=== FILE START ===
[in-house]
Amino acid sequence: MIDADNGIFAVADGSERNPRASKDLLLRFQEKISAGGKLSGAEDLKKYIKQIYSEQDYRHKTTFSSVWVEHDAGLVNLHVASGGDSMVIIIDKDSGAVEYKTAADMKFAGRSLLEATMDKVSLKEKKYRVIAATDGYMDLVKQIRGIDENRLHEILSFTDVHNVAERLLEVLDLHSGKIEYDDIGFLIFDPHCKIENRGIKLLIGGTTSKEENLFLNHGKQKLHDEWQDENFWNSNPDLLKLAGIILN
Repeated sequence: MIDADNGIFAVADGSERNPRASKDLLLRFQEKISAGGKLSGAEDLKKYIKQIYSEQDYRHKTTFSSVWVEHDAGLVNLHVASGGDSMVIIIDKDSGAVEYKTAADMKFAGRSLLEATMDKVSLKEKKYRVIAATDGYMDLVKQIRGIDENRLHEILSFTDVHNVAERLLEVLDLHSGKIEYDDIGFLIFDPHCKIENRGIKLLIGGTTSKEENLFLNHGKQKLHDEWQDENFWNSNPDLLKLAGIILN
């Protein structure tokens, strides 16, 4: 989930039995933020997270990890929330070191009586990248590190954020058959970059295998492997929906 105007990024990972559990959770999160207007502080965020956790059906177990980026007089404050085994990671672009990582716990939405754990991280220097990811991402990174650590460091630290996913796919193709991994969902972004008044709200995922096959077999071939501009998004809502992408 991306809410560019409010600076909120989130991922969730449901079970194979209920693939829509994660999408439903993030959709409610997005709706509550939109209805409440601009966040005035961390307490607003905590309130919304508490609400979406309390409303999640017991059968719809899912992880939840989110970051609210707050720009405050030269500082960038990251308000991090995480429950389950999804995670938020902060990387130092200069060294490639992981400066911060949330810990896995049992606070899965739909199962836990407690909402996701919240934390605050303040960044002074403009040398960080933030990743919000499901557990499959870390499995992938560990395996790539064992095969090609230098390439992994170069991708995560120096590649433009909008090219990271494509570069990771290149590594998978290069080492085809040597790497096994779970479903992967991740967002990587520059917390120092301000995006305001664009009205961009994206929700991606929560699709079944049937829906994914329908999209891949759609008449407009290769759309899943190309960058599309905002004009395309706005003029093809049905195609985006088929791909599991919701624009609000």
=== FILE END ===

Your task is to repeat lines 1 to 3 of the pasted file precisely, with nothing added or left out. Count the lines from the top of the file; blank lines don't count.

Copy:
[in-house]
Amino acid sequence: MIDADNGIFAVADGSERNPRASKDLLLRFQEKISAGGKLSGAEDLKKYIKQIYSEQDYRHKTTFSSVWVEHDAGLVNLHVASGGDSMVIIIDKDSGAVEYKTAADMKFAGRSLLEATMDKVSLKEKKYRVIAATDGYMDLVKQIRGIDENRLHEILSFTDVHNVAERLLEVLDLHSGKIEYDDIGFLIFDPHCKIENRGIKLLIGGTTSKEENLFLNHGKQKLHDEWQDENFWNSNPDLLKLAGIILN
Repeated sequence: MIDADNGIFAVADGSERNPRASKDLLLRFQEKISAGGKLSGAEDLKKYIKQIYSEQDYRHKTTFSSVWVEHDAGLVNLHVASGGDSMVIIIDKDSGAVEYKTAADMKFAGRSLLEATMDKVSLKEKKYRVIAATDGYMDLVKQIRGIDENRLHEILSFTDVHNVAERLLEVLDLHSGKIEYDDIGFLIFDPHCKIENRGIKLLIGGTTSKEENLFLNHGKQKLHDEWQDENFWNSNPDLLKLAGIILN